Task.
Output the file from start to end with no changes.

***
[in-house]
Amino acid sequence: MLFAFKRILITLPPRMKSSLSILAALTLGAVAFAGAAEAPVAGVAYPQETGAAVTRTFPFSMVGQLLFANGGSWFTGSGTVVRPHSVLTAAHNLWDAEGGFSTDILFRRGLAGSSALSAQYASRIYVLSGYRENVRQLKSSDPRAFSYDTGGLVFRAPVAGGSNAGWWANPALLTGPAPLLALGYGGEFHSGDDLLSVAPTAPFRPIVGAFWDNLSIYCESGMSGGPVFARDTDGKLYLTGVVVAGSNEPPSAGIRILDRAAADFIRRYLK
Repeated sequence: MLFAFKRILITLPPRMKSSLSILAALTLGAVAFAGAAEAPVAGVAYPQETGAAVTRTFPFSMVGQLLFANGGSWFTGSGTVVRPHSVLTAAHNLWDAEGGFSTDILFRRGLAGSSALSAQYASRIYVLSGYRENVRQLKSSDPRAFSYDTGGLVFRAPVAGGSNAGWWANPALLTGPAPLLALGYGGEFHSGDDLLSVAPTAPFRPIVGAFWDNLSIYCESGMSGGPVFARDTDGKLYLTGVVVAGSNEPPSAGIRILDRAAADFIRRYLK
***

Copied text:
[in-house]
Amino acid sequence: MLFAFKRILITLPPRMKSSLSILAALTLGAVAFAGAAEAPVAGVAYPQETGAAVTRTFPFSMVGQLLFANGGSWFTGSGTVVRPHSVLTAAHNLWDAEGGFSTDILFRRGLAGSSALSAQYASRIYVLSGYRENVRQLKSSDPRAFSYDTGGLVFRAPVAGGSNAGWWANPALLTGPAPLLALGYGGEFHSGDDLLSVAPTAPFRPIVGAFWDNLSIYCESGMSGGPVFARDTDGKLYLTGVVVAGSNEPPSAGIRILDRAAADFIRRYLK
Repeated sequence: MLFAFKRILITLPPRMKSSLSILAALTLGAVAFAGAAEAPVAGVAYPQETGAAVTRTFPFSMVGQLLFANGGSWFTGSGTVVRPHSVLTAAHNLWDAEGGFSTDILFRRGLAGSSALSAQYASRIYVLSGYRENVRQLKSSDPRAFSYDTGGLVFRAPVAGGSNAGWWANPALLTGPAPLLALGYGGEFHSGDDLLSVAPTAPFRPIVGAFWDNLSIYCESGMSGGPVFARDTDGKLYLTGVVVAGSNEPPSAGIRILDRAAADFIRRYLK